I've two responses to that.

First of all, the selection processes a party adopts in part determines the sort of candidates that come forward. So if women can be assured that they have an equal chance of being selected as a candidate (and, just as importantly, a candidate who is in a winnable seat or list position), then that creates an incentive for the sort of "competent", "qualified" or "high calibre" individuals that we might want to represent us to come forward. Whereas, if you think there's a better than even chance that any effort you put into getting selected will be wasted (because 60% of the MPs in your party are from the other gender), then you won't.

My second response is derived from my reply in that previous post's comment thread to one Pete George (who sees fit to lecture the Labour Party on what a party's candidate selection processes ought to look like, despite himself being a candidate for a party that had one woman in its top 10 list candidates, and only 2 on the entire list of 15).

The metrics of "competence" or "quality" as currently applied by political parties when selecting their candidates somehow, mysteriously, magically result in a disproportionate number of male candidates getting chosen (and subsequently elected) to Parliament. And this has happened time-and-time again. Here's the breakdown of female-to-male MPs since MMP elections commenced in 1996:

  • 1996: 35-85
  • 1999: 37-83
  • 2002: 35-85
  • 2005: 40-81
  • 2008: 41-81
  • 2011: 40-81

Note that the numbers of women in Parliament have not shifted since 2005, and barely have risen since 1996. 

Furthermore, gender imbalance happens even in parties that are strongly committed to gender equality. As Tim Watkin argued in that previous comment thread, Labour could be expected to have done as much as any party to expunge gender-biases from its selection procedures. Yet even it can't get above 40% of its MPs being female.

Finally, this gender imbalance seems impervious to any suggested solution of "finding more better qualified women to stand". Every political party tries (and has tried) to do, to little discernable effect. So saying that parties just need to "try harder" or "make more of an effort" is like telling a colour blind man to be more determined when it comes to distinguishing red from green. There's something else going on that means the best efforts of parties (while desirable and praiseworthy) just aren't going to be enough to produce the desired outcome.

So given that basic fact, there are only two available explanations for the persistent, ongoing gender gap in representation: 

  1. Women are less competent or of lower quality than men, full stop; or,
  2.  The apparently clear and unbiased metrics of competence or quality are not, in fact, neutral when applied by parties in candidate selections. Meaning that the sorts of things that get recognised as making a "good" candidate are things that men (on the whole, in the main) are more likely to display than women. Meaning that the people who get elected to Parliament disproportionately display qualities that, in fact, don't represent more than half of the country's population.

Therefore, if (2) is the preferred explanation (because I assume no-one is going to go with (1), at least not in the open), then there are three choices.

(1) Shrug, and say "whatevs". Life ain't fair, and if women can't get into Parliament to represent the people, at least they can be nurses.

(2) Say "gosh - we must try even harder to recognise our unconcious biases and make sure that our ideas of 'competence' and 'quality' really are blind to gender." Which is, of course, a form of "discrimination", in that we are going to "skew" the selection criteria from what it was (i.e. favourable to male candidates) to something new (i.e. equally favourable to female candidates) in order to produce a desired outcome. But also note how hard this is to accomplish - as Tim Watkin has pointed out, Labour has tried its damndest to create selection processes that treat men and women the same ... yet the representation gap continues.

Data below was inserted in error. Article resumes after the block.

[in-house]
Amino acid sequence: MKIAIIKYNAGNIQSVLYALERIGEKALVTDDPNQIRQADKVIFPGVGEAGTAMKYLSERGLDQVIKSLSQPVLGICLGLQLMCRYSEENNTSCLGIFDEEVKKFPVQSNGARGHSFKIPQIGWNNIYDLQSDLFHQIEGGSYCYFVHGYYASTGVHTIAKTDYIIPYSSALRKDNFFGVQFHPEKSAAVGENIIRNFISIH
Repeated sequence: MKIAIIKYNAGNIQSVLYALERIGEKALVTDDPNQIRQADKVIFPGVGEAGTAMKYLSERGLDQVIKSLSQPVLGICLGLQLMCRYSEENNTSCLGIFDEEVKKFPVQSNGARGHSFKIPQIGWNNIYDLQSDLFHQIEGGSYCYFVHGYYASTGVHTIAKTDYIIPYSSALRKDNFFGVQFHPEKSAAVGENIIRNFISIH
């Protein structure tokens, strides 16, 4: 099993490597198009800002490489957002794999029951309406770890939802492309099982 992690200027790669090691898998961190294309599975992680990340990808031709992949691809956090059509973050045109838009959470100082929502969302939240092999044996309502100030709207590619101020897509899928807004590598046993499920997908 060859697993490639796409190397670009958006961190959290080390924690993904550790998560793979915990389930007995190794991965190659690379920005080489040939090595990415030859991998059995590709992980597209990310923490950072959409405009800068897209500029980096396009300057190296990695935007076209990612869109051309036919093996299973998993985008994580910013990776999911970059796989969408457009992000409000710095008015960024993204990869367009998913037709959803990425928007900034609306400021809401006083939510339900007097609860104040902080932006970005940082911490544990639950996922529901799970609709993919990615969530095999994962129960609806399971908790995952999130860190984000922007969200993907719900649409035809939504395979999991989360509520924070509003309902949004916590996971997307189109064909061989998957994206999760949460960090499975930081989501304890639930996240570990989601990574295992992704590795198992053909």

(3) Say "well, despite our best efforts, we just can't come up with a selection process that treats individual women equally to individual men. So we'll tie our own hands by forcing ourselves to do so, through mandating that the MPs who represent our party actually reflect the population of the country as a whole." To which the response no doubt will be "but those mandated candidates will be of lower competence and quality" ... at which point the whole circle begins again.

So ... there we go. I feel a bit better now. Thanks.

Comments (26)

by Raymond A Francis on July 05, 2013
Raymond A Francis

Why don't they (political parties and in this case Labour) just use the List to bring about the equality they desire

by Pete George on July 05, 2013
Pete George

My second response is derived from my reply in that previous post's comment thread to one Pete George (who sees fit to lecture the Labour Party on what a party's candidate selection processes ought to look like

I haven't done anything like that.

And as I responded on that post I think the biggest problem is not "Women are less competent or of lower quality than men" or selection processes.

A far greater problem is attracting good potential candidates in the first place (and a subplot there is that in some cases they don't want to attract anyone, they want to install their own favoured candidate with as little competition as possible).

And as I also said on the previous post, the time involved and the cost involved deter people from considering being an MP.

And one of the biggest deterrents is that most people - and probably more so women than men - simply won't consider putting themselves under the level of public scrutiny and nasty attack that seen as normal for MPs.

If parties really want to attract moe female candidates then they have to present a much much better workplace environment.

It's much simpler to try and impose a quota system. But it won't fix the biggest problems.

by Keir on July 05, 2013